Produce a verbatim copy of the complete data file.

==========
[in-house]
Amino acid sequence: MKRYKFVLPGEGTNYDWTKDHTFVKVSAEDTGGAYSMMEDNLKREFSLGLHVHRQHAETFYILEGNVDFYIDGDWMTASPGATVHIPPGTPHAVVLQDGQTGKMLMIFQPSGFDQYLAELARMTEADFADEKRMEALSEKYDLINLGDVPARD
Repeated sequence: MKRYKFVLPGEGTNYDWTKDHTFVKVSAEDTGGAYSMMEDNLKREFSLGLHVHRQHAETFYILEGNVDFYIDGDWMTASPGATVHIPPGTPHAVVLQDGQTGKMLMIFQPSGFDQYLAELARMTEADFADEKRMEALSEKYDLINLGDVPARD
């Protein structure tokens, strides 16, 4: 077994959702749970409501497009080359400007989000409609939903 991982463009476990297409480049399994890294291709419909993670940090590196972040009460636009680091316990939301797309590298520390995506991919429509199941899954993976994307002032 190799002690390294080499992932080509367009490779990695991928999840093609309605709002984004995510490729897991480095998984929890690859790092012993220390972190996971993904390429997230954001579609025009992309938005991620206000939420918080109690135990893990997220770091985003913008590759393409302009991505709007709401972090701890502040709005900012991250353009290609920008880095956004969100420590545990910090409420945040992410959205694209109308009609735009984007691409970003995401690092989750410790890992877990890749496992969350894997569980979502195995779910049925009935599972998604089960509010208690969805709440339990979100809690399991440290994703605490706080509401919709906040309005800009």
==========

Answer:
[in-house]
Amino acid sequence: MKRYKFVLPGEGTNYDWTKDHTFVKVSAEDTGGAYSMMEDNLKREFSLGLHVHRQHAETFYILEGNVDFYIDGDWMTASPGATVHIPPGTPHAVVLQDGQTGKMLMIFQPSGFDQYLAELARMTEADFADEKRMEALSEKYDLINLGDVPARD
Repeated sequence: MKRYKFVLPGEGTNYDWTKDHTFVKVSAEDTGGAYSMMEDNLKREFSLGLHVHRQHAETFYILEGNVDFYIDGDWMTASPGATVHIPPGTPHAVVLQDGQTGKMLMIFQPSGFDQYLAELARMTEADFADEKRMEALSEKYDLINLGDVPARD
């Protein structure tokens, strides 16, 4: 077994959702749970409501497009080359400007989000409609939903 991982463009476990297409480049399994890294291709419909993670940090590196972040009460636009680091316990939301797309590298520390995506991919429509199941899954993976994307002032 190799002690390294080499992932080509367009490779990695991928999840093609309605709002984004995510490729897991480095998984929890690859790092012993220390972190996971993904390429997230954001579609025009992309938005991620206000939420918080109690135990893990997220770091985003913008590759393409302009991505709007709401972090701890502040709005900012991250353009290609920008880095956004969100420590545990910090409420945040992410959205694209109308009609735009984007691409970003995401690092989750410790890992877990890749496992969350894997569980979502195995779910049925009935599972998604089960509010208690969805709440339990979100809690399991440290994703605490706080509401919709906040309005800009």